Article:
Obesity is a huge problem for kids, not only here in Canada and the States but also overseas. In the UK, the government got involved by sending out controversial "fat letters" to parents of primary schoolchildren whose body mass index (BMI) results showed they were overweight or obese.
But that approach totally backfired. Only one-fifth of parents responded favourably to the letter.
Now a new initiative has been proposed: healthy food vouchers for parents of overweight children. A similar program already exists for pregnant women and moms on low incomes. It's probably a step in the right direction, and far preferable to the shaming method.
The trouble is, when it comes to eating habits and sedentary lifestyle, the apple usually doesn't fall far from the tree.
Obese kids tend to have obese parents. If mom and dad live on junk and processed food, so do the kids. And would these parents take advantage of incentives to eat more fruit and vegetables, as public health experts advise, because it would mean them overhauling their own habits? Often the reasons behind obesity are more complicated than that.
Further, how would providers ensure families were spending the vouchers on healthful products, and would the stipend be sufficient to change eating habits? It's a slippery slope to mandate how people spend their grocery money.
The percentage of obese children in primary school is rising every year. Upwards of one in three, according to some surveys, and possibly more ssince weight often is not recorded for otherwise healthy young children.
Studies show that many of us believe what some refer to as "puppy fat" is cute and harmless since those extra pounds will likely be shed over time. But that's not strictly true, and by the time puberty rolls around those habits - and excess pounds - are harder to shift, even despite growth spurts and higher caloric needs.
RELATED: Proactive Measure or Fat Shaming?
My kid just loves practicing her instrument for hours every day, said no parent ever.
While many of us love the idea of our kids learning to play piano or other instrument, getting them to practice their craft is harder than getting them to willingly munch on steamed kale while doing algebra.
Even for kids who are passionate about music, extra motivation is needed if they are to keep at it.
In the case of seven-year-old Ryan from the Suzuki School of Newton, it meant holding on to his Halloween costume for a while longer.
For the talented Ryan, shown in complete costume as Darth Vader, it's playing the Sith's theme from Star Wars on his cello.
Not many young kids dig the classical masters. There's plenty of time for them grow to appreciate their Brahms and their Tchaikovsky, yet they'd be more inclined to sit down and practice the scores to movies they recognize and absolutely love.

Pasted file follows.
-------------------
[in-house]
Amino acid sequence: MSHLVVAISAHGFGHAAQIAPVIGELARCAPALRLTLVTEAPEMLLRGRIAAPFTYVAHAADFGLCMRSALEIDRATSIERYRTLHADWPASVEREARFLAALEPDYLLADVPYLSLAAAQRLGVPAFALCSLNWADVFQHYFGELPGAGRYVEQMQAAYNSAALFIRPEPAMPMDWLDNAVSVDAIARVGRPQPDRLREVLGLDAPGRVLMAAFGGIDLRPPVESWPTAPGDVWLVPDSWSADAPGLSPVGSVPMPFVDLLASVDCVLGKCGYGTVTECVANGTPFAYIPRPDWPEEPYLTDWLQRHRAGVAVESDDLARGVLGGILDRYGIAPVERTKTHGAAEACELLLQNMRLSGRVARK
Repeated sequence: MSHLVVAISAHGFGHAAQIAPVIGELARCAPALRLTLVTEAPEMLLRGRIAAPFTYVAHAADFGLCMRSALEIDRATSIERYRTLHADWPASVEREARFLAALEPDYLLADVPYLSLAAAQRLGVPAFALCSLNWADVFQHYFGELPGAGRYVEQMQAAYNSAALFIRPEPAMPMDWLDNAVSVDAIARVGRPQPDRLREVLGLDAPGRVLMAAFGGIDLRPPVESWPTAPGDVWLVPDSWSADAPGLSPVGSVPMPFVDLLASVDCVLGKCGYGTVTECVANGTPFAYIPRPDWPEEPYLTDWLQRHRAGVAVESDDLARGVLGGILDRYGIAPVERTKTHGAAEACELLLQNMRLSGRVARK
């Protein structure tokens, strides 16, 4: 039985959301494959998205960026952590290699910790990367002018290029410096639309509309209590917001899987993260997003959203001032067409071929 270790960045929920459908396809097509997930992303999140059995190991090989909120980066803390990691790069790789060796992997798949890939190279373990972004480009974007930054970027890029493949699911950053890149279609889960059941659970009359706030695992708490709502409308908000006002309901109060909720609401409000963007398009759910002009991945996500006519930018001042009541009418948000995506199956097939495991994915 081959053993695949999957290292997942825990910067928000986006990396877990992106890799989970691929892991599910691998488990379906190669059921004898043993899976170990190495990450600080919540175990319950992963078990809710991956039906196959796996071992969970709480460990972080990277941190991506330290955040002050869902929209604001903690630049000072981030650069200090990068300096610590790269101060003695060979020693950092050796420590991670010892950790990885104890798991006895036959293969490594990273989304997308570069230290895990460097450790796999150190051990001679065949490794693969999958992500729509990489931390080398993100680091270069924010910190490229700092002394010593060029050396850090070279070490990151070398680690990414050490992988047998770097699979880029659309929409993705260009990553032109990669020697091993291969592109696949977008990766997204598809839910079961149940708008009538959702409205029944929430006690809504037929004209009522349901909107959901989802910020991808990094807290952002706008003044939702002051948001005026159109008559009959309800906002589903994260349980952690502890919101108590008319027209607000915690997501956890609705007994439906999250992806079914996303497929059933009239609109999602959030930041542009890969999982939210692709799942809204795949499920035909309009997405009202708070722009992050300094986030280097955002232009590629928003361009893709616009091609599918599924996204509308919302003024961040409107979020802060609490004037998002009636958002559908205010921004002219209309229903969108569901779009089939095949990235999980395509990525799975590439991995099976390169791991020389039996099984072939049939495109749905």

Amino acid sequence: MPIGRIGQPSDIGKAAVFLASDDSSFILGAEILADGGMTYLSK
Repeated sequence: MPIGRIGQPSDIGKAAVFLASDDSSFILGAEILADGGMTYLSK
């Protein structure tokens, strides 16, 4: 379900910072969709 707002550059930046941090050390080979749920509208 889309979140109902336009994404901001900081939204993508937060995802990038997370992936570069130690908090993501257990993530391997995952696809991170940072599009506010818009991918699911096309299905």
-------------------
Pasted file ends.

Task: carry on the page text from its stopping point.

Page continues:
I think it's a stroke of parenting/music teacher genius, even though I'm not sure about the mask is necessary for the full effect.
Because the world clearly doesn't have bigger problems, a former Arizona pastor launched a movement against Starbucks, which he claims "hates Jesus."
What has Starbucks done to offend religious conservatives? It has stripped the reindeer and festive designs from its cups, opting for a minimalist red design to complement its existing green logo.
In doing so, the coffee chain has effectively killed Christmas.
In a viral Facebook message, Joshua Feuerstein has urged customers to get the last laugh by telling baristas their name is "Merry Christmas," tricking employees into writing and calling out the festive message on cups.
The hashtag #MerryChristmasStarbucks is nothing short of a protest against the coffee chain.
But Starbucks is treating the red cups as a "blank canvas" in which customers are urged to exercise "their own creativity" to add festive decals as they see fit.
"Over the past few years, our customers have been showcasing their work on Instagram, Twitter and Pinterest, and we even held a contest to support this creativity," said a statement by Starbucks officials. "This year's design is another way we are inviting our customers to create their own stories on our cups."
Since 1997, the cups have sported a holiday theme, but that costs time and money. I'm only surprised that anyone cares all that much about what their cups look like before they land in the recycle bin. Frankly I'm more concerned about what's inside the cup...
But Starbucks does have a point. The holidays mean different things to different people, and not Christmas isn't celebrated by everyone. So I personally have no problem with people switching up "Merry Christmas" to "Happy Holidays."
By all means bring along your own festive cup, wear mistletoe on your head and your reindeer sweater till your heart's content. But know that the red cup isn't a "War on Christmas." The red cup isn't an all-out attack on Jesus and in fact, Jesus doesn't even figure for everyone (and what does Jesus have to do with reindeer, anyway?).
And, as this TODAY presenter pointed out, leftover cups from the holidays can conveniently be used when Valentine's Day rolls around.
Image Source: Instagram